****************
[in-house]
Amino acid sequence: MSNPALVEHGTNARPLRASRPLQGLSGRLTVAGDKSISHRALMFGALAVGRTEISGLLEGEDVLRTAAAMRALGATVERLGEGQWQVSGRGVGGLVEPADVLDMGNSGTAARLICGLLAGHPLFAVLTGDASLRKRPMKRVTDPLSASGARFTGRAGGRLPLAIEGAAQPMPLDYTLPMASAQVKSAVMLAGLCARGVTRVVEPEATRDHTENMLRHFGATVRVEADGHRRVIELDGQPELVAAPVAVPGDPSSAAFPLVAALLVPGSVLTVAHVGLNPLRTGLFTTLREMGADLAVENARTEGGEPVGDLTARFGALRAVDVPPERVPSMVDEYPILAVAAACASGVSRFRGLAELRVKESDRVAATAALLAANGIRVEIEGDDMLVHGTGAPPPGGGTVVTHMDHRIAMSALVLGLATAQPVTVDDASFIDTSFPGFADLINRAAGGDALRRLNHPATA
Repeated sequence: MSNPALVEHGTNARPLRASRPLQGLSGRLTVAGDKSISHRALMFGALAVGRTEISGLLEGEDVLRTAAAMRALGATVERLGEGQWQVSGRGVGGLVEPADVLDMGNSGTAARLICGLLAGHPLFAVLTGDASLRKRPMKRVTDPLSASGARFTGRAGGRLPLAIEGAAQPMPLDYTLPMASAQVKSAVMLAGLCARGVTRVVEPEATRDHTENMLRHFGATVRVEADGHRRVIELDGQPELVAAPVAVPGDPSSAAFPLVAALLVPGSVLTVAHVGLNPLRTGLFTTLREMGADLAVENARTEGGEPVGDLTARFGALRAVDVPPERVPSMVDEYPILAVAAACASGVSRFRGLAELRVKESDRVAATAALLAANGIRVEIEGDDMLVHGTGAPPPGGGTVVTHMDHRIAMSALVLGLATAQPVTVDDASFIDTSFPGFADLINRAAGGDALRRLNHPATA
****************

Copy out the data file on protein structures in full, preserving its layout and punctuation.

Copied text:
[in-house]
Amino acid sequence: MSNPALVEHGTNARPLRASRPLQGLSGRLTVAGDKSISHRALMFGALAVGRTEISGLLEGEDVLRTAAAMRALGATVERLGEGQWQVSGRGVGGLVEPADVLDMGNSGTAARLICGLLAGHPLFAVLTGDASLRKRPMKRVTDPLSASGARFTGRAGGRLPLAIEGAAQPMPLDYTLPMASAQVKSAVMLAGLCARGVTRVVEPEATRDHTENMLRHFGATVRVEADGHRRVIELDGQPELVAAPVAVPGDPSSAAFPLVAALLVPGSVLTVAHVGLNPLRTGLFTTLREMGADLAVENARTEGGEPVGDLTARFGALRAVDVPPERVPSMVDEYPILAVAAACASGVSRFRGLAELRVKESDRVAATAALLAANGIRVEIEGDDMLVHGTGAPPPGGGTVVTHMDHRIAMSALVLGLATAQPVTVDDASFIDTSFPGFADLINRAAGGDALRRLNHPATA
Repeated sequence: MSNPALVEHGTNARPLRASRPLQGLSGRLTVAGDKSISHRALMFGALAVGRTEISGLLEGEDVLRTAAAMRALGATVERLGEGQWQVSGRGVGGLVEPADVLDMGNSGTAARLICGLLAGHPLFAVLTGDASLRKRPMKRVTDPLSASGARFTGRAGGRLPLAIEGAAQPMPLDYTLPMASAQVKSAVMLAGLCARGVTRVVEPEATRDHTENMLRHFGATVRVEADGHRRVIELDGQPELVAAPVAVPGDPSSAAFPLVAALLVPGSVLTVAHVGLNPLRTGLFTTLREMGADLAVENARTEGGEPVGDLTARFGALRAVDVPPERVPSMVDEYPILAVAAACASGVSRFRGLAELRVKESDRVAATAALLAANGIRVEIEGDDMLVHGTGAPPPGGGTVVTHMDHRIAMSALVLGLATAQPVTVDDASFIDTSFPGFADLINRAAGGDALRRLNHPATA